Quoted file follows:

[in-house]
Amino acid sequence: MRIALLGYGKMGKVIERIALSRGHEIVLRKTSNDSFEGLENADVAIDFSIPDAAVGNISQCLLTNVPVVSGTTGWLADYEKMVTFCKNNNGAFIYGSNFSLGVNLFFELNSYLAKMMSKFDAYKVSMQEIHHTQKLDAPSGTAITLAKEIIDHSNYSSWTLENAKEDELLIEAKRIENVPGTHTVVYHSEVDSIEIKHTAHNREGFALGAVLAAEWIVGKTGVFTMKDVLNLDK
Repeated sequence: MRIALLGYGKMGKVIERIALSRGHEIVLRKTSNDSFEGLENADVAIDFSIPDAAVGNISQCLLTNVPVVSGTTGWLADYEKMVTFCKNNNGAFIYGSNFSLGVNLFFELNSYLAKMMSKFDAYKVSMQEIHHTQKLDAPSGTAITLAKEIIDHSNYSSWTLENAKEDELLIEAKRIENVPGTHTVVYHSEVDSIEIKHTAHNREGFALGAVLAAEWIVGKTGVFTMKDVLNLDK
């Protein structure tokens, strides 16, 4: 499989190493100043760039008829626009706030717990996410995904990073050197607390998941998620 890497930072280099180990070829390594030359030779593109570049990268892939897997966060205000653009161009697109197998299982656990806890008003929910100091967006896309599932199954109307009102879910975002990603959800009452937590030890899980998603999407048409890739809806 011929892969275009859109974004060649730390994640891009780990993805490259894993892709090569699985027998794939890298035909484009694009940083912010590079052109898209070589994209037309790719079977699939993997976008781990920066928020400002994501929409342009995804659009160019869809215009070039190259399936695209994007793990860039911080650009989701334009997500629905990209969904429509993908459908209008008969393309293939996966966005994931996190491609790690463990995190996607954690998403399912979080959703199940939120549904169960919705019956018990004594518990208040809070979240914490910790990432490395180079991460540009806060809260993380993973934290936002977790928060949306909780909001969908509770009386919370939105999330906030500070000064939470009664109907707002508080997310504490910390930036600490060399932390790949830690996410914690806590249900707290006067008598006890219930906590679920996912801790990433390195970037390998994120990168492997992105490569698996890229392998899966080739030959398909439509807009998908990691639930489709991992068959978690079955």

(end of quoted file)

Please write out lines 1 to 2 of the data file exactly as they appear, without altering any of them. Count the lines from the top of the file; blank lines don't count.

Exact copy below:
[in-house]
Amino acid sequence: MRIALLGYGKMGKVIERIALSRGHEIVLRKTSNDSFEGLENADVAIDFSIPDAAVGNISQCLLTNVPVVSGTTGWLADYEKMVTFCKNNNGAFIYGSNFSLGVNLFFELNSYLAKMMSKFDAYKVSMQEIHHTQKLDAPSGTAITLAKEIIDHSNYSSWTLENAKEDELLIEAKRIENVPGTHTVVYHSEVDSIEIKHTAHNREGFALGAVLAAEWIVGKTGVFTMKDVLNLDK